Pearce himself was urged by the climate establishment to not write his history.

Some people–scientists, climate activists and even some journalists–have argued passionately that writing this story is folly. They say that it can only create confusion and undermine public confidence in the basic, unchallenged science of climate change. I disagree. (p. 7)

But he persevered to everyone’s benefit–except the agenda-driven alarmists that cannot let the “science” be questioned.

Quotations of Players

At the beginning of the book, Pearce provides quotations from each of the major players that together give the reader a helpful overview of the saga. Many of these quotations follow from the mainstream side and the skeptic side:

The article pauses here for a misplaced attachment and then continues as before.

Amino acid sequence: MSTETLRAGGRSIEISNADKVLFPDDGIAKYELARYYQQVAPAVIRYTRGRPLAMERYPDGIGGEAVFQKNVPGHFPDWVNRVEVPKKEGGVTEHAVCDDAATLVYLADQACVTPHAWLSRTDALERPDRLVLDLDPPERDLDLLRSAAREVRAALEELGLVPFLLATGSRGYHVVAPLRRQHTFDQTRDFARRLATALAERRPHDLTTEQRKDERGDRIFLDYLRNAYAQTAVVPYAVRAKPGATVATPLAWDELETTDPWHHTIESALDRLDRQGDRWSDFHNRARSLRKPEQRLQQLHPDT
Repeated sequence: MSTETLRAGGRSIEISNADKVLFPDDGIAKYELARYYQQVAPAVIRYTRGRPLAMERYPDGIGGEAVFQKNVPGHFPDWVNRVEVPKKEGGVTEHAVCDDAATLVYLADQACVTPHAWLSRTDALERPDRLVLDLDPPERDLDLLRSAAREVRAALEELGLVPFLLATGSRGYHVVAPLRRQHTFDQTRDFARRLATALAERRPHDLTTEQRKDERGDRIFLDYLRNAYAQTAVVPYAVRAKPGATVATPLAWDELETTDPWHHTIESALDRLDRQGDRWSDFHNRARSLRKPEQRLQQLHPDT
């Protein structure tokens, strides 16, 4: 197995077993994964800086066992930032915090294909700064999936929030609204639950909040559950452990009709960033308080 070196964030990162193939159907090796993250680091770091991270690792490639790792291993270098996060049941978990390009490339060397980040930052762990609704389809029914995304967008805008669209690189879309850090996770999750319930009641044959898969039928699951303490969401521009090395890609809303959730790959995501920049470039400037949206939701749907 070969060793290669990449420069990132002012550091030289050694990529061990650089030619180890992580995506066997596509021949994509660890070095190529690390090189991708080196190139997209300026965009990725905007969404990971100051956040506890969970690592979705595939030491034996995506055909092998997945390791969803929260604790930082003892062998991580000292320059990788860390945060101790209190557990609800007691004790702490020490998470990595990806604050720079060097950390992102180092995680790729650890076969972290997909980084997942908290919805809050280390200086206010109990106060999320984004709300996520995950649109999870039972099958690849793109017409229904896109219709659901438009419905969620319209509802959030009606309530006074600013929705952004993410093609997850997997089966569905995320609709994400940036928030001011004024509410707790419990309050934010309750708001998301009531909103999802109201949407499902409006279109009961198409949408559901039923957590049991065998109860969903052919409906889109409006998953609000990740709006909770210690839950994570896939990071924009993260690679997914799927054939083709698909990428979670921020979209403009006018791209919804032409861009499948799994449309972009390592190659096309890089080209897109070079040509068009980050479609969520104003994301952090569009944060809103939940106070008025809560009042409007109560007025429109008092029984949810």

1. Climategate Side

Phil Jones [central figure as head of the Climate Research Unit (CRU) of the University of East Anglia, where the emails were located.]

“I know I’m on the right side and honest, but I seem to be telling myself this more often recently!”

Michael Mann: “Hockey Stick” manufacturer and central Climategate figure.

“This crowd of charlatans … look for one little thing they can say is wrong, and thus generalize that the science is entirely compromised.”

Keith Briffa: Climatologist who disagreed with Mann.

“I know there is pressure to present a nice tidy story … but in reality the situation is not quite so simple.”

Mike Hume: CRU researcher.

“It is possible that some areas of climate science have become sclerotic … too partisan, too centralized. The tribalism that some of the leaked emails display is something more usually associated with … primitive cultures.”